Will Fallen Angel Bonds Continue to Capture Solid Returns?
VanEck How fallen angels may complement high yield portfolios Income investors may want to consider fallen angels as a complement to their high yield bond allocations given their higher credit…
VanEck How the fallen angel sector exposure has made a difference The volume of fallen angel bonds in the market is increased primarily by deteriorating fundamentals of individual investment-grade bond…
VanEck Given these uncertainties, high yield bond investors may want to ratchet up the credit quality of their portfolios. Fallen angels can be a source of higher quality high yield…
VanEck Fallen angel high yield bonds were up 4.8% year to date through April 30, outperforming the broader high yield bond market which rose 3.9%.1 (This follows 2016’s strong performance which…
VAN ECK: In fixed income, investors have to deal with this more volatile environment, and we see four different ways they can go with it: Number one, you can shorten…
JAN VAN ECK: U.S. equities were affected because corporate earnings turned positive only when energy companies started recovering in the third quarter. In fixed income, high yield improved after investors…
According to Morgan Stanley, US high yield bonds (IGHG) (LQDH) generated a return of 14.4% in 2016.
The S&P 500 Energy Select Sector (XOP) (OIH) is trading at the highest PE ratio of ~32x relative to the other sectors based on EPS estimates for 2017.
Emerging markets have done well this year and should continue to attract investor interest around the globe. Latin America is leading year-to-date.
The Barbell strategy involves putting half your portfolio in defensive, low-beta sectors or assets and the other half in aggressive, high-beta sectors or assets.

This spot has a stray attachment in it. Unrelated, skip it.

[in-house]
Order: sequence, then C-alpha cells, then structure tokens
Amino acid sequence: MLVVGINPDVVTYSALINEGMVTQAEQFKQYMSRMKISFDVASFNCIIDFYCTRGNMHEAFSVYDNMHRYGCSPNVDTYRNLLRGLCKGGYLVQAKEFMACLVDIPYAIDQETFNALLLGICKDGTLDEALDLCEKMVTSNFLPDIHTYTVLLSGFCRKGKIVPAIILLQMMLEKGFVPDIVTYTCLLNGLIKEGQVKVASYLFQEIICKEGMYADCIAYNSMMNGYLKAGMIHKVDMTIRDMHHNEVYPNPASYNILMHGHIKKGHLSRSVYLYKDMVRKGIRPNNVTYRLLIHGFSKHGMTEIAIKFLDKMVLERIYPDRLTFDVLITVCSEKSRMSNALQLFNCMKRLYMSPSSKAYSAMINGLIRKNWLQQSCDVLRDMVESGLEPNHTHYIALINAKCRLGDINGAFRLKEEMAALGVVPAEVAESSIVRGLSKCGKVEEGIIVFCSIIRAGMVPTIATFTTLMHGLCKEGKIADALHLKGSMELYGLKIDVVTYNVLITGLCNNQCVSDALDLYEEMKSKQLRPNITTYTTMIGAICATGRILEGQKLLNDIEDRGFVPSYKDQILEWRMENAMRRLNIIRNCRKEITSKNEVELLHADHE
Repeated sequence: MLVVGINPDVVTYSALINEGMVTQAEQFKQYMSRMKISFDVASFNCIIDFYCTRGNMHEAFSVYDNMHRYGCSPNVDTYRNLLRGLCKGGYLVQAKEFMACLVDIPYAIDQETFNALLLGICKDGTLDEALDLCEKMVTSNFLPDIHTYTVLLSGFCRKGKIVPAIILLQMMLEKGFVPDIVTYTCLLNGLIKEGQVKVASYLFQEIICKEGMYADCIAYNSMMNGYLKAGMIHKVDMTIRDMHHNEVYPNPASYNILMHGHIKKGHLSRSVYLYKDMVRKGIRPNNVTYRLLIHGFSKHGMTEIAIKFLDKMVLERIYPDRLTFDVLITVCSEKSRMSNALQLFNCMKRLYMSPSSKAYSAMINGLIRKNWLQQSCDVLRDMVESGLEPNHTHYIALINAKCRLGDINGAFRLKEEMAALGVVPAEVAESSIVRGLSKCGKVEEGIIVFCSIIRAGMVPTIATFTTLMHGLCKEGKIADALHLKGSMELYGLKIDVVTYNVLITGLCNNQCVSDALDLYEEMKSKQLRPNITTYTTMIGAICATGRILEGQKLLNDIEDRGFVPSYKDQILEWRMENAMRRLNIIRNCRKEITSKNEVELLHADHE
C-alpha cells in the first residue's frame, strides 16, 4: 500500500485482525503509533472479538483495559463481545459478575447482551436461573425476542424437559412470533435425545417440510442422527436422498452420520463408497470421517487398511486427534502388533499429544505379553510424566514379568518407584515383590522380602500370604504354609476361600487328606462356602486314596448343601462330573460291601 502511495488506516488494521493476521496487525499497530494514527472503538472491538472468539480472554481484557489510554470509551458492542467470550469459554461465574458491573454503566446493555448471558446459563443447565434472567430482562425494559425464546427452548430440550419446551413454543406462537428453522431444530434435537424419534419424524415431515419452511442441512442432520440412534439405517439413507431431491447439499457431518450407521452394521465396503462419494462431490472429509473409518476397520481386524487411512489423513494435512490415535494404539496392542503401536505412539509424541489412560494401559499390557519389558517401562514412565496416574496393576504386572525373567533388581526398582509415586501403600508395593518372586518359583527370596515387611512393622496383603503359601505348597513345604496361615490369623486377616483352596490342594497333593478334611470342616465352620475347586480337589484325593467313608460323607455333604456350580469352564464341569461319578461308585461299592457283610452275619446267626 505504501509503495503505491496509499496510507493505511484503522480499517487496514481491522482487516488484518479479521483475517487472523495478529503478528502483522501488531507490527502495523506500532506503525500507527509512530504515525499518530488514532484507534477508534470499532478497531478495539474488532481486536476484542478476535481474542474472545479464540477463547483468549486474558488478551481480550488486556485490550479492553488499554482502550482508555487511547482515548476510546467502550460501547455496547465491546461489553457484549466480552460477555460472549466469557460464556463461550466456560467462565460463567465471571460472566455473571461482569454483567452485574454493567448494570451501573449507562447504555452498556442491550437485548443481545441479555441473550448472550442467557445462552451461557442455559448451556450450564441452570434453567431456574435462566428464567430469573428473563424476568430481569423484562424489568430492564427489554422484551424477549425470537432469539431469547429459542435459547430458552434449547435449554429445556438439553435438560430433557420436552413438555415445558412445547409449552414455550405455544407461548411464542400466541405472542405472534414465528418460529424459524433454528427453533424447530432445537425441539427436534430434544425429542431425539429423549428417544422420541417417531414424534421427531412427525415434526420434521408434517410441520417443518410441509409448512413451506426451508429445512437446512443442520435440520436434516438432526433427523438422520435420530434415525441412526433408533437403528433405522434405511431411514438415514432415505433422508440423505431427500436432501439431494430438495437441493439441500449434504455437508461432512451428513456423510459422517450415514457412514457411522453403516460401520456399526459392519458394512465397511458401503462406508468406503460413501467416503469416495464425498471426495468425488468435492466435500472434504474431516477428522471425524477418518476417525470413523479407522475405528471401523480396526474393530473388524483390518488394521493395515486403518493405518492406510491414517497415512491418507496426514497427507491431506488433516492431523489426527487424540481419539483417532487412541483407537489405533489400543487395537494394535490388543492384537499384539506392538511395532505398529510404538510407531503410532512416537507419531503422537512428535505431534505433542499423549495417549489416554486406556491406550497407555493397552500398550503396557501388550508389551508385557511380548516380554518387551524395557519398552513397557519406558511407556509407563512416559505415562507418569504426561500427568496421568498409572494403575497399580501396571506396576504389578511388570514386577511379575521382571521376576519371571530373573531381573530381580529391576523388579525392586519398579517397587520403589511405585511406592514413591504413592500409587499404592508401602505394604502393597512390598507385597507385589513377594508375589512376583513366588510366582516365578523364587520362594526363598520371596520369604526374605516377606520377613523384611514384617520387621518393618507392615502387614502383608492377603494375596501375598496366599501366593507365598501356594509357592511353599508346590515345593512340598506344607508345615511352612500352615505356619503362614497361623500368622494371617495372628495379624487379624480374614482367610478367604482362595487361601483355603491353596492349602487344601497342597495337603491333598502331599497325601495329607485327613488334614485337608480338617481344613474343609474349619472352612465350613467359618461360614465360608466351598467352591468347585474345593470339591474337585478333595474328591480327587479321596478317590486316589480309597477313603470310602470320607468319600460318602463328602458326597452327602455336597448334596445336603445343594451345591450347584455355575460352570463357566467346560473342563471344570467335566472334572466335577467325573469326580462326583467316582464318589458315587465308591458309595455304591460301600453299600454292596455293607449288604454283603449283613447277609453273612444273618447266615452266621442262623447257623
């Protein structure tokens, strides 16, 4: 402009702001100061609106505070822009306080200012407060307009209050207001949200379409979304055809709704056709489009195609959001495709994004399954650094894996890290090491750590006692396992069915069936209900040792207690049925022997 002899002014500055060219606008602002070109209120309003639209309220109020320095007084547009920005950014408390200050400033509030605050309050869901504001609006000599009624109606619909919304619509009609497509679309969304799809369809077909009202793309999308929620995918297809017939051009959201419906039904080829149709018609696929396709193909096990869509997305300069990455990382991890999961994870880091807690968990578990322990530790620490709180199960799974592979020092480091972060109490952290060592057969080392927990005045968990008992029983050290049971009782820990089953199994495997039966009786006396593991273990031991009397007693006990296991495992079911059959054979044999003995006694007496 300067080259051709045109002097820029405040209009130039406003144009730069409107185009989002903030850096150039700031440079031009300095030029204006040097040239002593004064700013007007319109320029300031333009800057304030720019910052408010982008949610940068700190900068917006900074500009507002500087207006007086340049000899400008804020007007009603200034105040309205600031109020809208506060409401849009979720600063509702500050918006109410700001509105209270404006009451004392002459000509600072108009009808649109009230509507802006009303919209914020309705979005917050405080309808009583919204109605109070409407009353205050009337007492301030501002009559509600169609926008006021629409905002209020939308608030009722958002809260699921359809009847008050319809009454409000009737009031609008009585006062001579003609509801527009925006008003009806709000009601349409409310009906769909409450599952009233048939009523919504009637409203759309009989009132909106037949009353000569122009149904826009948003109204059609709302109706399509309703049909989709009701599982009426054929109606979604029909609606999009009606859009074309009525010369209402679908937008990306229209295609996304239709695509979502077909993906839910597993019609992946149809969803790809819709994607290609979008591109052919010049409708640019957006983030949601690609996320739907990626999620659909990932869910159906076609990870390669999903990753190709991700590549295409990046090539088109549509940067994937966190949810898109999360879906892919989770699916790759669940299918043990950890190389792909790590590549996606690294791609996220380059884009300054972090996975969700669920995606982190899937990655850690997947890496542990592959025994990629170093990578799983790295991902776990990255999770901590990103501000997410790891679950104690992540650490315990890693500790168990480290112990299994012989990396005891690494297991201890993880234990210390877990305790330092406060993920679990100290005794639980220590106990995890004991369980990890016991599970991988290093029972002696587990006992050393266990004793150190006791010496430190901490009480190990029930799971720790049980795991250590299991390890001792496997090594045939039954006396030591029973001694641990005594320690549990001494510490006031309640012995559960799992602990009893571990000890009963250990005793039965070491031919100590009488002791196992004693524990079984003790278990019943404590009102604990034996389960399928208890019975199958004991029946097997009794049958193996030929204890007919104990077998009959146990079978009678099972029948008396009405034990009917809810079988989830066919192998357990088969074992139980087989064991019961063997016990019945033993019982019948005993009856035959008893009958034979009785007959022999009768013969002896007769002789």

Emerging market debt can be a great source of income potential in a diversified portfolio, provided you can manage it during a period of extreme volatility.
The VanEck Vectors EM Local Currency Bond ETF (EMLC) could be a good entry point after it took a hit following rising interest rates and volatility in the US dollar.
You have two options when it comes to investing in emerging market bonds—hard currency bonds and local bonds.
Investors are stepping back into emerging market bonds after removing billions of dollars from emerging markets in 2016.
Strong investor interest in emerging market debt has continued despite adverse political and economic issues in some countries.
According to a recent BofA Merrill Lynch Global Investment strategy report, emerging markets are expected to grow at a modest pace of 4.7% in 2017.
Negative bond yields in Japan and low Fed funds rates in the United States and the Eurozone were one reason emerging market bonds performed well in 2016.
Since the US presidential election, emerging markets have bounced back as though the election never happened.
The demand for emerging market bonds improved when fear of rate hikes abated in 2016. Fundamentals are still favorable for emerging debt markets.
A strengthening dollar impacts the emerging bond market’s performance. Uncertainty started revolving around the performance of emerging market debt.